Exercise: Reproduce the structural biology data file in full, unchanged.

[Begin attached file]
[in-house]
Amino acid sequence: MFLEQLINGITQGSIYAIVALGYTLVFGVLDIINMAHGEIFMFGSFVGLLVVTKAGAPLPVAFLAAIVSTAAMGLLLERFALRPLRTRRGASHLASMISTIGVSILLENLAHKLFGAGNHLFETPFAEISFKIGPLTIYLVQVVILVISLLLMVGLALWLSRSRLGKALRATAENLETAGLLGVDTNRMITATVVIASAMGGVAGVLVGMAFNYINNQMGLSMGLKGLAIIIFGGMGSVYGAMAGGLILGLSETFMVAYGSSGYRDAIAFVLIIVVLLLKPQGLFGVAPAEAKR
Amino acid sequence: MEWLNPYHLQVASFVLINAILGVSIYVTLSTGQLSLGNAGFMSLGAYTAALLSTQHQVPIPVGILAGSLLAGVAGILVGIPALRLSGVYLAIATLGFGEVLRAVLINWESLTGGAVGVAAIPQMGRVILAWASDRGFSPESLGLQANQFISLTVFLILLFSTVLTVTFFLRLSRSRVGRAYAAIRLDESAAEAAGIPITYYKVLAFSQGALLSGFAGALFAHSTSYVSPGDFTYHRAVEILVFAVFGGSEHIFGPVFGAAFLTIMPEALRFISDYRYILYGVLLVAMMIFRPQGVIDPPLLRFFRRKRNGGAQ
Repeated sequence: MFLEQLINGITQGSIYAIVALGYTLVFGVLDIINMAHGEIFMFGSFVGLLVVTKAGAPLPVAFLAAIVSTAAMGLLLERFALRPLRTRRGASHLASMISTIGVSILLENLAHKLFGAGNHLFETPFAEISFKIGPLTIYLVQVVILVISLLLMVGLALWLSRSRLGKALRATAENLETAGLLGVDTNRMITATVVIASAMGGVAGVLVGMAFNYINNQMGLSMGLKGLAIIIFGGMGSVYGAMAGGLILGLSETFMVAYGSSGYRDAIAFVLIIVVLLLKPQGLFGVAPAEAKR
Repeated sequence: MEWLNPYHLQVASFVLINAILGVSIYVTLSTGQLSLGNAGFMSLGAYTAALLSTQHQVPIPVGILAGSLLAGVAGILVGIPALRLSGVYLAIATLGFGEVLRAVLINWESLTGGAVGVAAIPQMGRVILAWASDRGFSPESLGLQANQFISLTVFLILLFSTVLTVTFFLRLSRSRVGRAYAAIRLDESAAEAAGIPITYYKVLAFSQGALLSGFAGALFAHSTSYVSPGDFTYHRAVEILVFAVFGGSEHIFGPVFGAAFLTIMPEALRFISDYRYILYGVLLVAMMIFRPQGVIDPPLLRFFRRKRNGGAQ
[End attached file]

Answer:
[in-house]
Amino acid sequence: MFLEQLINGITQGSIYAIVALGYTLVFGVLDIINMAHGEIFMFGSFVGLLVVTKAGAPLPVAFLAAIVSTAAMGLLLERFALRPLRTRRGASHLASMISTIGVSILLENLAHKLFGAGNHLFETPFAEISFKIGPLTIYLVQVVILVISLLLMVGLALWLSRSRLGKALRATAENLETAGLLGVDTNRMITATVVIASAMGGVAGVLVGMAFNYINNQMGLSMGLKGLAIIIFGGMGSVYGAMAGGLILGLSETFMVAYGSSGYRDAIAFVLIIVVLLLKPQGLFGVAPAEAKR
Amino acid sequence: MEWLNPYHLQVASFVLINAILGVSIYVTLSTGQLSLGNAGFMSLGAYTAALLSTQHQVPIPVGILAGSLLAGVAGILVGIPALRLSGVYLAIATLGFGEVLRAVLINWESLTGGAVGVAAIPQMGRVILAWASDRGFSPESLGLQANQFISLTVFLILLFSTVLTVTFFLRLSRSRVGRAYAAIRLDESAAEAAGIPITYYKVLAFSQGALLSGFAGALFAHSTSYVSPGDFTYHRAVEILVFAVFGGSEHIFGPVFGAAFLTIMPEALRFISDYRYILYGVLLVAMMIFRPQGVIDPPLLRFFRRKRNGGAQ
Repeated sequence: MFLEQLINGITQGSIYAIVALGYTLVFGVLDIINMAHGEIFMFGSFVGLLVVTKAGAPLPVAFLAAIVSTAAMGLLLERFALRPLRTRRGASHLASMISTIGVSILLENLAHKLFGAGNHLFETPFAEISFKIGPLTIYLVQVVILVISLLLMVGLALWLSRSRLGKALRATAENLETAGLLGVDTNRMITATVVIASAMGGVAGVLVGMAFNYINNQMGLSMGLKGLAIIIFGGMGSVYGAMAGGLILGLSETFMVAYGSSGYRDAIAFVLIIVVLLLKPQGLFGVAPAEAKR
Repeated sequence: MEWLNPYHLQVASFVLINAILGVSIYVTLSTGQLSLGNAGFMSLGAYTAALLSTQHQVPIPVGILAGSLLAGVAGILVGIPALRLSGVYLAIATLGFGEVLRAVLINWESLTGGAVGVAAIPQMGRVILAWASDRGFSPESLGLQANQFISLTVFLILLFSTVLTVTFFLRLSRSRVGRAYAAIRLDESAAEAAGIPITYYKVLAFSQGALLSGFAGALFAHSTSYVSPGDFTYHRAVEILVFAVFGGSEHIFGPVFGAAFLTIMPEALRFISDYRYILYGVLLVAMMIFRPQGVIDPPLLRFFRRKRNGGAQ